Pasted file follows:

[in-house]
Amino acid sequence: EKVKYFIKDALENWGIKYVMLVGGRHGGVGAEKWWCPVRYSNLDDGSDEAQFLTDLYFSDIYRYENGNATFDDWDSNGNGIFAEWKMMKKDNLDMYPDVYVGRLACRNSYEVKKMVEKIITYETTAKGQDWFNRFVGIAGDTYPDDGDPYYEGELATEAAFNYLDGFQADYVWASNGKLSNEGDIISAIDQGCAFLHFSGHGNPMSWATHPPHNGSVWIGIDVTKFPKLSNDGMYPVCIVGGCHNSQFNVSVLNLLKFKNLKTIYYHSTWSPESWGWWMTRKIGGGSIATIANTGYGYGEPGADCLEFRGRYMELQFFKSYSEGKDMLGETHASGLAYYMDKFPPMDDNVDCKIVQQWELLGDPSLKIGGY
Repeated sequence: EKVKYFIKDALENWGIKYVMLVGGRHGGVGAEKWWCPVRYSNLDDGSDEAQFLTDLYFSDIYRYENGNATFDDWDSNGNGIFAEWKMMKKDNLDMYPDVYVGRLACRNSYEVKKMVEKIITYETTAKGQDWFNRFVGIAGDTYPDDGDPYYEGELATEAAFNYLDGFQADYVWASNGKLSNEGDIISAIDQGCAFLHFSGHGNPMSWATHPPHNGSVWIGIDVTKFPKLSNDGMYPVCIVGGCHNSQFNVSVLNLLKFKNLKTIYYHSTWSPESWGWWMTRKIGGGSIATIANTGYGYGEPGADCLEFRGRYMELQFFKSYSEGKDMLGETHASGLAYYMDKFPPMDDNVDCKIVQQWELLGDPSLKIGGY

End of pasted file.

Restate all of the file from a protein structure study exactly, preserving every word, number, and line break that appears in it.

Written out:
[in-house]
Amino acid sequence: EKVKYFIKDALENWGIKYVMLVGGRHGGVGAEKWWCPVRYSNLDDGSDEAQFLTDLYFSDIYRYENGNATFDDWDSNGNGIFAEWKMMKKDNLDMYPDVYVGRLACRNSYEVKKMVEKIITYETTAKGQDWFNRFVGIAGDTYPDDGDPYYEGELATEAAFNYLDGFQADYVWASNGKLSNEGDIISAIDQGCAFLHFSGHGNPMSWATHPPHNGSVWIGIDVTKFPKLSNDGMYPVCIVGGCHNSQFNVSVLNLLKFKNLKTIYYHSTWSPESWGWWMTRKIGGGSIATIANTGYGYGEPGADCLEFRGRYMELQFFKSYSEGKDMLGETHASGLAYYMDKFPPMDDNVDCKIVQQWELLGDPSLKIGGY
Repeated sequence: EKVKYFIKDALENWGIKYVMLVGGRHGGVGAEKWWCPVRYSNLDDGSDEAQFLTDLYFSDIYRYENGNATFDDWDSNGNGIFAEWKMMKKDNLDMYPDVYVGRLACRNSYEVKKMVEKIITYETTAKGQDWFNRFVGIAGDTYPDDGDPYYEGELATEAAFNYLDGFQADYVWASNGKLSNEGDIISAIDQGCAFLHFSGHGNPMSWATHPPHNGSVWIGIDVTKFPKLSNDGMYPVCIVGGCHNSQFNVSVLNLLKFKNLKTIYYHSTWSPESWGWWMTRKIGGGSIATIANTGYGYGEPGADCLEFRGRYMELQFFKSYSEGKDMLGETHASGLAYYMDKFPPMDDNVDCKIVQQWELLGDPSLKIGGY